An annuity is a financial product designed to protect you from the risk of outliving your income. In exchange for a lump sum investment, an annuity provides you with a steady stream of guaranteed income payments for a designated period of time, or the rest of your life.
Of course, this sounds great, but annuities can be complex.
You may be wondering, "what is annuity income?" or "what is an annuity payment?"
So, let’s break it down and take a look at what it is, how it works, and whether it is right for you.
What is an annuity?
Have you been wondering what is an annuity in Canada? An annuity is a financial product that guarantees a set amount of money on a monthly basis. It is typically used after retirement and is sold by an annuity provider, such as a life insurance company. You deposit a lump sum and in return receive a fixed income for a certain number of years or until the end of your life. An annuity’s main purpose is to provide you with guaranteed income payments during your retirement years. Annuity payments are issued monthly, quarterly, semi-annually, or annually.
Annuity vs. life insurance
You can use both an annuity and life insurance company to fund your retirement, but they are not the same. An annuity is more suitable for this purpose, while life insurance’s main purpose is to provide your family with a payout when you die.
Here are the key differences between them:
How does an annuity work?
An annuity can help you ensure you do not outlive your savings. It provides you with a predictable stream of income in your retirement years to help cover basic expenses.
Some of the main features of annuities are:
- Predictable payments – An annuity pays fixed guaranteed income payments for a predetermined period or your entire life or until the death of your spouse or other-named beneficiary.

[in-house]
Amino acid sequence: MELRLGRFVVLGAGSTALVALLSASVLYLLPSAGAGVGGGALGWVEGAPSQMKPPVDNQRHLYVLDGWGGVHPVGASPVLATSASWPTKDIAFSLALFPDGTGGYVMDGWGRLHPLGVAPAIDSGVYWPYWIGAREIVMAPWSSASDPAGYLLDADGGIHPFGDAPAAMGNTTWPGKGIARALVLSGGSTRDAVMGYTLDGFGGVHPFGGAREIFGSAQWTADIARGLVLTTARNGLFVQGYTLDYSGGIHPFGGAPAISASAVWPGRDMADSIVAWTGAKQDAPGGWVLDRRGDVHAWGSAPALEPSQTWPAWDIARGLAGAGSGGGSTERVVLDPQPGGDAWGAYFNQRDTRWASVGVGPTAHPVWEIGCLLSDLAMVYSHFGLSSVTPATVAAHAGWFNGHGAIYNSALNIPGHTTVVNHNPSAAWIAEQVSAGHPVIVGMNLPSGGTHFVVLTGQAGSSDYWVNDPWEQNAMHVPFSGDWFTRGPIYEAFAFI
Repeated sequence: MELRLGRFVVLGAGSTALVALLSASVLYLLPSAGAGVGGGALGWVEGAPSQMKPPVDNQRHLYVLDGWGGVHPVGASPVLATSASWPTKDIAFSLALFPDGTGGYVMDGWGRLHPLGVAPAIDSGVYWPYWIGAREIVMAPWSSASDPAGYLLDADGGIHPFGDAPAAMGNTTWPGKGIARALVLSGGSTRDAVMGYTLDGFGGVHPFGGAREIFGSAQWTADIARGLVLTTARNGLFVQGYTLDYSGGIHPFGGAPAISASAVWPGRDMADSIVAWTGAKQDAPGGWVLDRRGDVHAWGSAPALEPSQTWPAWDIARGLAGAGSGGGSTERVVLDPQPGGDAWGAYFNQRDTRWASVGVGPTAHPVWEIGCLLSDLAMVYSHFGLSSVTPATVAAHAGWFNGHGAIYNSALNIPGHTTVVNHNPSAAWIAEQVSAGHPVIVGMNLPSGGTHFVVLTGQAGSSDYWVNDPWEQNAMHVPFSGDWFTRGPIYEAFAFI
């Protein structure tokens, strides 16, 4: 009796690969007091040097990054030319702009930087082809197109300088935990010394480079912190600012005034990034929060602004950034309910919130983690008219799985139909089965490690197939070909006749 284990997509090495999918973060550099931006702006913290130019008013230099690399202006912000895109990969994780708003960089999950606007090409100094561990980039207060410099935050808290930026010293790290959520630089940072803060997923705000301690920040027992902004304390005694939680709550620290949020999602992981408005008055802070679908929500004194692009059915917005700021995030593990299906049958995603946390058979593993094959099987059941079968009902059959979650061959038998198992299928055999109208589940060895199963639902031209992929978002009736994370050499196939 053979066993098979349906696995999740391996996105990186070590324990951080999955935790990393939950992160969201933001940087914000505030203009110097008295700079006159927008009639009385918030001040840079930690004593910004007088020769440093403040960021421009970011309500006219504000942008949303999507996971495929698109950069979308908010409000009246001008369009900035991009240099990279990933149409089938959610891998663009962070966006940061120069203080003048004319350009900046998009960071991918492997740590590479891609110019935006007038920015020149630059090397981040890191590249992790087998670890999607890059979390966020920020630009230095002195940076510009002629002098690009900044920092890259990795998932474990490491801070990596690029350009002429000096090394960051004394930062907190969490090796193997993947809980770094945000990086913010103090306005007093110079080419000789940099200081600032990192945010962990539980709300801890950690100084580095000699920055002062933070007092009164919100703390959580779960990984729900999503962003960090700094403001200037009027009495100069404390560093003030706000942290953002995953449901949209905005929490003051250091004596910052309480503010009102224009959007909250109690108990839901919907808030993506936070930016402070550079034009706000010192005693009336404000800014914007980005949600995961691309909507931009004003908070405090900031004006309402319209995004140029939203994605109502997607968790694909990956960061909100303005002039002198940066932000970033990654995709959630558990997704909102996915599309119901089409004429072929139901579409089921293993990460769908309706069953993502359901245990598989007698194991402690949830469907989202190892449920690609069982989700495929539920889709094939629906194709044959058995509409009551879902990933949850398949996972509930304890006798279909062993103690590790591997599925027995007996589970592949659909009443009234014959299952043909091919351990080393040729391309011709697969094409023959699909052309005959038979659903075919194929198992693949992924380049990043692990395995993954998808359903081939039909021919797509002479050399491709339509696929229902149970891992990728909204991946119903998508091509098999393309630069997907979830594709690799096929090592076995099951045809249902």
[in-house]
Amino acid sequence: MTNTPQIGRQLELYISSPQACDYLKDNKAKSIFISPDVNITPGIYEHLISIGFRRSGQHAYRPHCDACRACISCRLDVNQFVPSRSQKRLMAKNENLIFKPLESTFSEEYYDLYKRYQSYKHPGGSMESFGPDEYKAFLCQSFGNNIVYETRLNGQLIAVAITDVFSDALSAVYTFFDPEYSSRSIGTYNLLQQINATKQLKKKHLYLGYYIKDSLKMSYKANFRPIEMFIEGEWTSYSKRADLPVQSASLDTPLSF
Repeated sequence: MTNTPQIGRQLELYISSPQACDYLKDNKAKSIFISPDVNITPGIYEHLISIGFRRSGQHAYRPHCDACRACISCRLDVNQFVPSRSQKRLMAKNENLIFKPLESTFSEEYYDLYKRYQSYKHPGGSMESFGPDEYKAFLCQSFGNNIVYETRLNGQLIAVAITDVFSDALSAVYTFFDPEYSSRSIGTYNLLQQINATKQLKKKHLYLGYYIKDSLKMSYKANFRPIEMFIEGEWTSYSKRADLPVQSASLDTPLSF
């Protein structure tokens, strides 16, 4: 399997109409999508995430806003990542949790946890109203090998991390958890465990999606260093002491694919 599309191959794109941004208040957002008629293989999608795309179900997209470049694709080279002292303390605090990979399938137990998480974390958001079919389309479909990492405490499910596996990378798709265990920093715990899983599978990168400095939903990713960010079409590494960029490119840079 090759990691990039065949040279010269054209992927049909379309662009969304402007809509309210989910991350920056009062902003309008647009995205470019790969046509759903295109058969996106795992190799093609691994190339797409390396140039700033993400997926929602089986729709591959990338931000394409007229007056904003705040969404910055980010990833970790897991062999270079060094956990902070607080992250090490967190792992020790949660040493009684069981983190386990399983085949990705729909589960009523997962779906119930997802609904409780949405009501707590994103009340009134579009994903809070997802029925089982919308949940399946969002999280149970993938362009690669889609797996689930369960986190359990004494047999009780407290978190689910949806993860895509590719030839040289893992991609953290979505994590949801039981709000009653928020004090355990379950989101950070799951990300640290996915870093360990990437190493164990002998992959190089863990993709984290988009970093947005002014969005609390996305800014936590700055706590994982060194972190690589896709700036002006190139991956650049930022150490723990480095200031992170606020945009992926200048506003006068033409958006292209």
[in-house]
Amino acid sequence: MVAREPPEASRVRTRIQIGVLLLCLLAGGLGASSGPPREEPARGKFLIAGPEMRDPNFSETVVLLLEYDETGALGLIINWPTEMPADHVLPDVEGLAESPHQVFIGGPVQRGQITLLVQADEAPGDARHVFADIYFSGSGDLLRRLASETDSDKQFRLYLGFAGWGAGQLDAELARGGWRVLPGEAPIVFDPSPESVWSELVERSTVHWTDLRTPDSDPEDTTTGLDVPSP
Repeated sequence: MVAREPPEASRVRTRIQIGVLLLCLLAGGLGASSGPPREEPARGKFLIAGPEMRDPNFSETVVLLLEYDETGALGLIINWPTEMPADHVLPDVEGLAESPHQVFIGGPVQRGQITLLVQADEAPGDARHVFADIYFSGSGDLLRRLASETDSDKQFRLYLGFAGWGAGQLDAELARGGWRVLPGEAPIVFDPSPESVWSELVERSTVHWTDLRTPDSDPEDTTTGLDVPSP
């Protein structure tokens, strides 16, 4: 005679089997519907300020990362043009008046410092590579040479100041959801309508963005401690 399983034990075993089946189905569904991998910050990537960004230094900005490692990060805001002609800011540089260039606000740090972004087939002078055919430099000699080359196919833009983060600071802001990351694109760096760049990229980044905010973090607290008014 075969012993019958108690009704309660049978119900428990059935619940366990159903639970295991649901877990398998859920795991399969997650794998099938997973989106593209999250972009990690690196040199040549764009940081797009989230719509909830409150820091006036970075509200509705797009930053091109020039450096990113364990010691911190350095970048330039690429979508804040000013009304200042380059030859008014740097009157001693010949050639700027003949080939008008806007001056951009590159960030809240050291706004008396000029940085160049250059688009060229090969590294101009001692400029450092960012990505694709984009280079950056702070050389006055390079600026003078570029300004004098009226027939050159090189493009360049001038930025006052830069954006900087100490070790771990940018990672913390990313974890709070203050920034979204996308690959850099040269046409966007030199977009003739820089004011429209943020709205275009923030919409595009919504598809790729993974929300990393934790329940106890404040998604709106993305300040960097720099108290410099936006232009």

- Tax-deferred growth – Tax-deferred means you do not pay taxes until you make a withdrawal. Also, you will pay taxes only on the amount you withdraw. The remaining amount will continue to grow on a tax-deferred basis. Since an annuity allows investment gains to accumulate tax free, it can grow at a faster rate than a taxable product.
- Death benefits – In case of a death-benefit provision, you can name a beneficiary. The designated person will receive the remaining fixed annuity after your death.
Different types of financial companies offer annuities, including banks, investment brokers, and insurance companies. Depending on the type of annuity you buy, you can pay the premium in one go or as regular payments over time. This period is called the accumulation phase. During this period, you make deposits into your annuity to build up its cash value.
The accumulation phase is followed by the distribution phase or payout phase. It begins when the provider starts issuing you annuity payments. How long the payout will last depends on the type of annuity you have bought and its terms.
Depending on your policy, you can choose the income stream to last your entire life or for a specific period (15 years, for example). If you have bought a joint-and-survivor annuity, it will continue to pay your spouse or beneficiary for years after your death.
How frequently you receive payments depends on the annuity type you have purchased. Generally speaking, you can choose to receive payments once a month, every three months, every six months, or a year.
Depending on the type of annuity you signed-up for, you may choose to receive the fixed annuities immediately or at a later date. Your annuity retirement income depends on many factors, such as:
1. Current interest rate
The size of your annuity payment is directly related to the interest rate at the time of purchase.
2. The amount you deposit
The more money you invest in an annuity, the higher your retirement income will be.
Your annuity income is inversely related to your remaining life expectancy. So, the older you are when you sign-up for an annuity, the higher your retirement income.
Statistically speaking, women live longer than men. In Canada, the average life expectancy is 84 years for females and 80 years for men. Therefore, women receive less money than men of same age, assuming other things are the same.